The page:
Polish Court Upholds Controversial Restitution Law on Warsaw Property

Critics say the law passed last year prevents restitution of property that used to belong to Jewish families.

A group of Polish Jews being led away for deportation by German SS soldiers during the destruction of the Warsaw Ghetto by German troops in 1943.
A group of Polish Jews being led away for deportation by German SS soldiers during the destruction of the Warsaw Ghetto by German troops in 1943. AP

A constitutional court in Poland rejected a motion to scrap a law, which critics said is preventing restitution of some property that used to belong to Jewish families in Warsaw.

The Polish Constitutional Tribunal on Wednesday gave its ruling on a review requested by the World Jewish Restitution Organization, or WJRO, which challenged the constitutionality of a law passed last year by the Polish Parliament that limits the rights of claimants to restitution for private property in the Polish capital.

WJRO objects to the legislation because it precludes claims in Warsaw for former owners and their families who missed the 1988 communist-era deadline for filing claims, including those who fled abroad to escape communist rule or anti-Semitism.

The law transfers property to the State Treasury or the City of Warsaw unless all former owners of the property or their families come forward before 2017 and prove their right to the property.  “It thereby effectively extinguishes the rights of those who did not or could not come forward – because, for example, they do not know of their right to the property,” WJRO said in a statement Wednesday, in which the group expressed “disappointment” with the decision.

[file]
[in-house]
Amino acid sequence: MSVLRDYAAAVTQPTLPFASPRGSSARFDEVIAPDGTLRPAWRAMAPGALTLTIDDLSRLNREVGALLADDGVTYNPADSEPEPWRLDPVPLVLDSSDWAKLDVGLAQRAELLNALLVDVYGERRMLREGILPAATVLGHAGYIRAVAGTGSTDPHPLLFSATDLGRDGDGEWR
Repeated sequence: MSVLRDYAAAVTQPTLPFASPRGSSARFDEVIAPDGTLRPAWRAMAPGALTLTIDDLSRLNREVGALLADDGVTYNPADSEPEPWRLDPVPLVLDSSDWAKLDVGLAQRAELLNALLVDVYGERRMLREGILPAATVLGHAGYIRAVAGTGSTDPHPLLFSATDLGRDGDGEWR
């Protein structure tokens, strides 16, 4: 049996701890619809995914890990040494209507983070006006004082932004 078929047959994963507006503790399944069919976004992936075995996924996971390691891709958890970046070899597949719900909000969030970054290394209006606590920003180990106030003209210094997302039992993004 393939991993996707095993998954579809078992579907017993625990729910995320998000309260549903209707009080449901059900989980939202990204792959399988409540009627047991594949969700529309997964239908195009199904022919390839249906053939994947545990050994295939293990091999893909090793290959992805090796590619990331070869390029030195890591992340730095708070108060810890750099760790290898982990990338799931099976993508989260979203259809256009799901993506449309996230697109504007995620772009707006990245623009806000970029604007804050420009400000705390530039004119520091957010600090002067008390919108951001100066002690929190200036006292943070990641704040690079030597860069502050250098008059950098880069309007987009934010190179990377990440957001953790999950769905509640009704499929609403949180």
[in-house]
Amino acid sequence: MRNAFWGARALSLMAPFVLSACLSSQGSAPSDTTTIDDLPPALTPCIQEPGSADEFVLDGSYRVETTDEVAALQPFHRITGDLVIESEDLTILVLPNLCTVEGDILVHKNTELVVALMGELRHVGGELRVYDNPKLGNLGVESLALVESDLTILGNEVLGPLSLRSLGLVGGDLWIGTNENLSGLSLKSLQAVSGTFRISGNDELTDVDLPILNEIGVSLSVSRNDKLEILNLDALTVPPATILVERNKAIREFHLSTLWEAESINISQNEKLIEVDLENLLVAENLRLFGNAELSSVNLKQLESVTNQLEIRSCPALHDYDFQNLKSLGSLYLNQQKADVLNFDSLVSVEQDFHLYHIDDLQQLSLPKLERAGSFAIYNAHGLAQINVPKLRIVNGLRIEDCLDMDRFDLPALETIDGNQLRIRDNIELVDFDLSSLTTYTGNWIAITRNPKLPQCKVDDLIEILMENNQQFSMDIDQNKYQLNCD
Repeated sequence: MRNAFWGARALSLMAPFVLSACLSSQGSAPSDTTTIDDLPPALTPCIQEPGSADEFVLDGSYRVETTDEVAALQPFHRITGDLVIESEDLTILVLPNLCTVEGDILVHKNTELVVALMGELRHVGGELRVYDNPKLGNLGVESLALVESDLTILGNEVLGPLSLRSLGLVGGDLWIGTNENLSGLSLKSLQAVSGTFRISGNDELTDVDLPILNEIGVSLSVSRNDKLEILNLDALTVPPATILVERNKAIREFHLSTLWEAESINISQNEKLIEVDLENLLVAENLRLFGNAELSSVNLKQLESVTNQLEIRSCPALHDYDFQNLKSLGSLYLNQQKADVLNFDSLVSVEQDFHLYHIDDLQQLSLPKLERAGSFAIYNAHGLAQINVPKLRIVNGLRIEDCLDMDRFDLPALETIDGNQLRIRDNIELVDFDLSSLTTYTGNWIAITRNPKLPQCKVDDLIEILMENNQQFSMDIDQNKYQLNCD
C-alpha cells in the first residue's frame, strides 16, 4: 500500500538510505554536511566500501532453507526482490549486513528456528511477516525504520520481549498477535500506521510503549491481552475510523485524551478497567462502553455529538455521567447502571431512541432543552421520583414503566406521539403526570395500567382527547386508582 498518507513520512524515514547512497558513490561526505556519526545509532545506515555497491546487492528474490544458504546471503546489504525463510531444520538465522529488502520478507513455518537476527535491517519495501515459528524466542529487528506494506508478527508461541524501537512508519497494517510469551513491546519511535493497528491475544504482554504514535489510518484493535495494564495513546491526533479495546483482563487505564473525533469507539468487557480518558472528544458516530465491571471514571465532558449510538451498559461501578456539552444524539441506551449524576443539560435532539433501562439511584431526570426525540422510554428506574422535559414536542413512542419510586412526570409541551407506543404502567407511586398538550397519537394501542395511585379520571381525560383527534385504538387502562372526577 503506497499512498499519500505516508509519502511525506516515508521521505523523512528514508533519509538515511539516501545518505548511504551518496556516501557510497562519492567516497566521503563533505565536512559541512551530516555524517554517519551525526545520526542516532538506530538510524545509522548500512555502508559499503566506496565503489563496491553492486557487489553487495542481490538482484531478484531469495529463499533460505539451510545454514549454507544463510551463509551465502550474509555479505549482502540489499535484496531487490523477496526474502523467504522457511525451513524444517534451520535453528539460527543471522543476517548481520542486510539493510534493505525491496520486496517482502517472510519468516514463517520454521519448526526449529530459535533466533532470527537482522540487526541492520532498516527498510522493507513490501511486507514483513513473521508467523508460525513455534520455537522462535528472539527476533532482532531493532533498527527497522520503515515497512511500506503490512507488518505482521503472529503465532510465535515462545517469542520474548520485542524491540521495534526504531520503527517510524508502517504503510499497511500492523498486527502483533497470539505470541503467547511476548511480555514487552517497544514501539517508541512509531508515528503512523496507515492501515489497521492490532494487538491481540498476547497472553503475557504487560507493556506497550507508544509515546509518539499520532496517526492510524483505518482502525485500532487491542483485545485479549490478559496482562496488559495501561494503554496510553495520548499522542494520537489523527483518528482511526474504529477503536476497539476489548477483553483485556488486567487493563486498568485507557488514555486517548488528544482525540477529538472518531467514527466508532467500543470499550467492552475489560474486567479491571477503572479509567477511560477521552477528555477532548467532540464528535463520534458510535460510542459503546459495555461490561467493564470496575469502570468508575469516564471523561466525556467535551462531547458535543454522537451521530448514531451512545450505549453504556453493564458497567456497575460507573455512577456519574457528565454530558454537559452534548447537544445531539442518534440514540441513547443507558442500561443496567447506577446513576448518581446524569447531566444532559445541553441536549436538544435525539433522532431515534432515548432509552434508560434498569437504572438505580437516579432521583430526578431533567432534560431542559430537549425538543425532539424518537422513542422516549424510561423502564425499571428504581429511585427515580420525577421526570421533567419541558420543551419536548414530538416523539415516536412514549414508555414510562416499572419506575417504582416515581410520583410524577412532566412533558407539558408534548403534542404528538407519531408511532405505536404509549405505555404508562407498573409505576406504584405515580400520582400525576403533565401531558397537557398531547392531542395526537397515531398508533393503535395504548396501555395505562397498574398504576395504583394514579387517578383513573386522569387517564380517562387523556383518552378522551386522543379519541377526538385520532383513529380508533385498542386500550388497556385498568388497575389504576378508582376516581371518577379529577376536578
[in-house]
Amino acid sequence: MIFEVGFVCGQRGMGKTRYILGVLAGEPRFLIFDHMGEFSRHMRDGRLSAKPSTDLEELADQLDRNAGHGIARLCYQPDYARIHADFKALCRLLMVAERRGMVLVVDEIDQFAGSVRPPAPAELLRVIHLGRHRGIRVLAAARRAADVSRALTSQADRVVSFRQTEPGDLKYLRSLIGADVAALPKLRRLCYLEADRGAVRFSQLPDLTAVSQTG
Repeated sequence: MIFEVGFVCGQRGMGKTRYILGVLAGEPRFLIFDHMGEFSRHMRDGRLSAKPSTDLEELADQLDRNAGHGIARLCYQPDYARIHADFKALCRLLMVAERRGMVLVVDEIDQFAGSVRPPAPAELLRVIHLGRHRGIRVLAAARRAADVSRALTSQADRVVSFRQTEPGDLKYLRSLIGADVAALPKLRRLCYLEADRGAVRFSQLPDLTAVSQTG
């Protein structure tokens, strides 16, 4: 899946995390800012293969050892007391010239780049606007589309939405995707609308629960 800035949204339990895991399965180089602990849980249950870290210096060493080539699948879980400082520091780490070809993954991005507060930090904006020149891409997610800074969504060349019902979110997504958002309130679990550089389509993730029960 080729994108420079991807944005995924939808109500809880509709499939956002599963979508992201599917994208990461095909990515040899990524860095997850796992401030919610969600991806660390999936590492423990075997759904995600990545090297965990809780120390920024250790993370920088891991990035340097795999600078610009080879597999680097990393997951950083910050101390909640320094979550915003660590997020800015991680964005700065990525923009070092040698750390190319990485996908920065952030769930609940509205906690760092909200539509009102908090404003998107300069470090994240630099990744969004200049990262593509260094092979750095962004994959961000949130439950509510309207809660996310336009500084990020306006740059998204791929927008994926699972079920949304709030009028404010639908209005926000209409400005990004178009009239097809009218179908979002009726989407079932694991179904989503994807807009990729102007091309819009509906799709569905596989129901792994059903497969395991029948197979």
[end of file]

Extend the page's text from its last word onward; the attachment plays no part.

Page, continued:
The legislation also prevents former owners from seeking the return of large categories of properties, including those used by the government.  “The law could leave rightful former owners empty handed after waiting over 60 years for Poland to resolve their valid claims,” WJRO said.

“We are very disappointed that the court upheld an unjust law that ends the rights of many claimants to their property in Warsaw,” said Gideon Taylor, WJRO chair of operations. “This decision highlights the need for Poland, at long last, to do what all other countries in the former Soviet bloc have done: establish a national program to provide all Jewish and non-Jewish former owners, and their families, the opportunity to claim restitution or compensation for their property confiscated during the Holocaust or by the communist authorities. As the last survivors get older, now is the time for Poland to act.”

“Survivors are running out of time for Poland to meet its obligations to return property,” said Jehuda Evron, president of the Holocaust Restitution Committee, a New York-based group of Polish survivors. “We are losing survivors by the day, and we must do everything we can to ensure they spend the last few years of their life in dignity.”

Despite the absence of legislation that addresses the problem of private-owned Jewish property in Poland, Polish courts have awarded compensation and restitution to several Jewish claimants in recent years. Several Polish lawyers and experts in the field told JTA that it was impossible to know how many of the claimants for restitution for such properties are Jewish.

Poland in 1997 passed a law for restitution on communal-owned properties but, over fifteen years after the claim filing deadline, a majority of more than 5,000 claims for such property has still not been resolved and most of the resolved claims have not led to restitution or compensation, WJRO said.